Equilibrium, efficient-markets, and liquidity in the cash-in-advance model
Arroyo, Cristino Rodriguez, III
Brown, Bryan W.
Doctor of Philosophy
The existence of equilibrium is a test of the internal consistency of an economic model. In any model with domestic moneys and dividend-yielding assets, the first question is: will money be dominated by assets in equilibrium? In cash-in-advance models domestic moneys always have positive liquidity value as instruments for domestic commodity transactions. If a non-dominated liquidity role for domestic currencies is posited existence of equilibrium is not usually problematic. For the case where information flows lead to binding cash-in-advance constraints an equilibrium exists in which domestic moneys have positive liquidity value. This equilibrium possesses the unit velocity property, but leads to a sharper characterization of equilibrium market and shadow prices in relation to fundamentals. That fiat money should be the unique provider of liquidity services is not necessary for equilibrium. It is possible to construct models with well-defined equilibria in which financial assets provide liquidity services. In these models the pricing equations for liquidity-providing assets contain premia for these services over and above risk premia and returns for delaying consumption. Such models can also generate new relationships between the velocity of money or the spot exchange rate and asset returns. That markets be information-efficient is, however, necessary for equilibrium. Consequently, any rejection of efficient-markets is evidence against the assumptions of the equilibrium theory. Consider, for instance, the case of the efficiency of forward exchange rates vis-a-vis spot rates. Depending on whether forward speculation is consummated through arbitrage of currencies or of assets (e.g., covered and uncovered bonds) the forward efficiency condition will or will not involve liquidity premia. In testing forward efficiency in both models we find, however, there is no material change in the results. Forward efficiency appears to be robust as well to specifications of the utility function. However there is evidence that forward efficiency is not robust to either the measurement of consumption risk, or the choice of covariance estimator of the forecast error.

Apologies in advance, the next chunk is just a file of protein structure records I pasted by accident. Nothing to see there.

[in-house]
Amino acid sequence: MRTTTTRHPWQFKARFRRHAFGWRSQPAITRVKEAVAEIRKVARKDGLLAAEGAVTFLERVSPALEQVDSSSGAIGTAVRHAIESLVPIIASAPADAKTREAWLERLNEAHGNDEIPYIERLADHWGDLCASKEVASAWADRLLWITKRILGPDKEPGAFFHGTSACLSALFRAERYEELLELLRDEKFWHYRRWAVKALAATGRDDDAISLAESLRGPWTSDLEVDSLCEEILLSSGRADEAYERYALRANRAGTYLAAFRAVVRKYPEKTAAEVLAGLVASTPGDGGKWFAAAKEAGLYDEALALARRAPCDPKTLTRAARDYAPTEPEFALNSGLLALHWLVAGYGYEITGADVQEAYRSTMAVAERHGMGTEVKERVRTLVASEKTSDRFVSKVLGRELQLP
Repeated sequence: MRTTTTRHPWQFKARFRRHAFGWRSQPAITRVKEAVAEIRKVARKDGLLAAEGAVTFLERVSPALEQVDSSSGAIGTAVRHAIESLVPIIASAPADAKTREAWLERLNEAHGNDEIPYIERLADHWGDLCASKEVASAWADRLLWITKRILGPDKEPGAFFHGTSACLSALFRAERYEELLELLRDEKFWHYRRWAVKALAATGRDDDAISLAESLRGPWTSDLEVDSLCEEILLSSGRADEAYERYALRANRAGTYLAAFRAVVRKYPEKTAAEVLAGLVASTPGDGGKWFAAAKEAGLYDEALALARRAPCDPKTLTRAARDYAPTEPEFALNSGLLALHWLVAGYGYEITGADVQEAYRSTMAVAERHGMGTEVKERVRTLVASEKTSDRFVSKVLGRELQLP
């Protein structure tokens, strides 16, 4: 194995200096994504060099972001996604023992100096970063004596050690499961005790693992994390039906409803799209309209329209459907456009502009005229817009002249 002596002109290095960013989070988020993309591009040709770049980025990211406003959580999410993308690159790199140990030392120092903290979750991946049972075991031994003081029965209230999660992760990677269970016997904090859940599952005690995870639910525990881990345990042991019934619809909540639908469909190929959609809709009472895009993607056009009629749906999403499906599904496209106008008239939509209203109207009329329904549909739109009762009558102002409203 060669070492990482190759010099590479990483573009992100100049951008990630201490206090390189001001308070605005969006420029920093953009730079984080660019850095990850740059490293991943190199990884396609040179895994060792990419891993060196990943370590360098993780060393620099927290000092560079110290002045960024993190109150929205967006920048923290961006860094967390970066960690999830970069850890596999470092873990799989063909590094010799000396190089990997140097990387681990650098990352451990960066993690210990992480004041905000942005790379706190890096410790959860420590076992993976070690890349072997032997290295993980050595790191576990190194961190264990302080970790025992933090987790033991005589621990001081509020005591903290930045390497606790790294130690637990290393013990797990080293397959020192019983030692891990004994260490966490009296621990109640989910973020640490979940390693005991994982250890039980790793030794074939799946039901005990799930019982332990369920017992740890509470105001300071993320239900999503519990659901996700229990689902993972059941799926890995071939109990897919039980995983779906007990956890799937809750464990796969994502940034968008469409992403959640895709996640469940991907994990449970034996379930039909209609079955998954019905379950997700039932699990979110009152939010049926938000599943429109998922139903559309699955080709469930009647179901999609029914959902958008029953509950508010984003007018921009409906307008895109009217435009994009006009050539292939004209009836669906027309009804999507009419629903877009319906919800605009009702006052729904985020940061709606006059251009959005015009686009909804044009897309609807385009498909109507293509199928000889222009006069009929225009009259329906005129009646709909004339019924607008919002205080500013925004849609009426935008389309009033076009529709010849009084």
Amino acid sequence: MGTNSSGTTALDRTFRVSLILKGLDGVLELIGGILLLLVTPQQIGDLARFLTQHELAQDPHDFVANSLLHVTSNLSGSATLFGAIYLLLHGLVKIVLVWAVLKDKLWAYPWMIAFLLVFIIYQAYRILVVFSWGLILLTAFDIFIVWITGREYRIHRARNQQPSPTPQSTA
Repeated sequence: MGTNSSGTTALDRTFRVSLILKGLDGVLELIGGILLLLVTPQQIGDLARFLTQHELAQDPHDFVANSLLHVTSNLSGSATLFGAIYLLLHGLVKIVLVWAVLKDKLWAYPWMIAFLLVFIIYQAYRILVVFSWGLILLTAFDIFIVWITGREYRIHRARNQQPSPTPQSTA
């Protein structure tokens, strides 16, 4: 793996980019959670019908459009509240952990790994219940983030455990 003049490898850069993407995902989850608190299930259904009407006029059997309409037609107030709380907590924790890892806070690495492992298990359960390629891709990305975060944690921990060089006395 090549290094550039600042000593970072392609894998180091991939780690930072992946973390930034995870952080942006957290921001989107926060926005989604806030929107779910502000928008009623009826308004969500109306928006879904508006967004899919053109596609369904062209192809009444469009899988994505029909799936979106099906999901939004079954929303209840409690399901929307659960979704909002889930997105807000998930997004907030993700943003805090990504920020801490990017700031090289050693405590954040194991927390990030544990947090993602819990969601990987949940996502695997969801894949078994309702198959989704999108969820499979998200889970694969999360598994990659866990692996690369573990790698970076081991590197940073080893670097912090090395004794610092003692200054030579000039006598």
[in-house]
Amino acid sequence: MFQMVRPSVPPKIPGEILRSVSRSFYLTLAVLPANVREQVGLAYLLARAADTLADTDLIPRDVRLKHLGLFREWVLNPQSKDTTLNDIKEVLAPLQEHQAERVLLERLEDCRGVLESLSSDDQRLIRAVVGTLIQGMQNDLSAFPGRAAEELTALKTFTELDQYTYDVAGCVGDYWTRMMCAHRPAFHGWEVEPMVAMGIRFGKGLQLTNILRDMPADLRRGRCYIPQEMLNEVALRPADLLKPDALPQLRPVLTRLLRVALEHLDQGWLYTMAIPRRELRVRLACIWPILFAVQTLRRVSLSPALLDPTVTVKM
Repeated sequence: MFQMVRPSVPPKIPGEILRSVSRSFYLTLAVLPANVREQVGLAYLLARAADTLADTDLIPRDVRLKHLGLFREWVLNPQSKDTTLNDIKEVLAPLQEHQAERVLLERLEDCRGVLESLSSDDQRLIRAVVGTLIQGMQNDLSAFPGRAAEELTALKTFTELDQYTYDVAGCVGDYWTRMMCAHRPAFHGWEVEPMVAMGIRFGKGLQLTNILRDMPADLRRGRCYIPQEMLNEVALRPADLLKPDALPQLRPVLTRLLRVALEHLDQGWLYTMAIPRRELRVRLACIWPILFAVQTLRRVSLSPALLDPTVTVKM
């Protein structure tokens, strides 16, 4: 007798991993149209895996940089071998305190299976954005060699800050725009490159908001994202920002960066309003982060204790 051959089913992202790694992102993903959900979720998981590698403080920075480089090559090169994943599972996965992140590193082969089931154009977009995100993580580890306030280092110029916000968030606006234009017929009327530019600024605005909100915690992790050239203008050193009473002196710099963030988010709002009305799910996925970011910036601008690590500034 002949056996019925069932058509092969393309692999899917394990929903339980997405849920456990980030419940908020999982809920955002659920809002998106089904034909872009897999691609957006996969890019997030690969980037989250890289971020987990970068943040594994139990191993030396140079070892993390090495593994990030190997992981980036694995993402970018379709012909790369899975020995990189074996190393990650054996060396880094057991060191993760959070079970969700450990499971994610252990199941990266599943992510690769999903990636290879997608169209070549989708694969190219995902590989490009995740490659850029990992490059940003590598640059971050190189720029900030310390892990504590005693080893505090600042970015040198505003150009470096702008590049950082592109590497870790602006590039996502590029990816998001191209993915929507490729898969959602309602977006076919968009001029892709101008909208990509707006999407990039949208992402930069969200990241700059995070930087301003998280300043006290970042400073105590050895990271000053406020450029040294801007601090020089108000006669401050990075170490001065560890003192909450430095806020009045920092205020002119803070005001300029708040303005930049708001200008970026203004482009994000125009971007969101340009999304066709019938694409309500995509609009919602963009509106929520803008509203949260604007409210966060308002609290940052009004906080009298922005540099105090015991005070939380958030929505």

Economic theory; Economics; Finance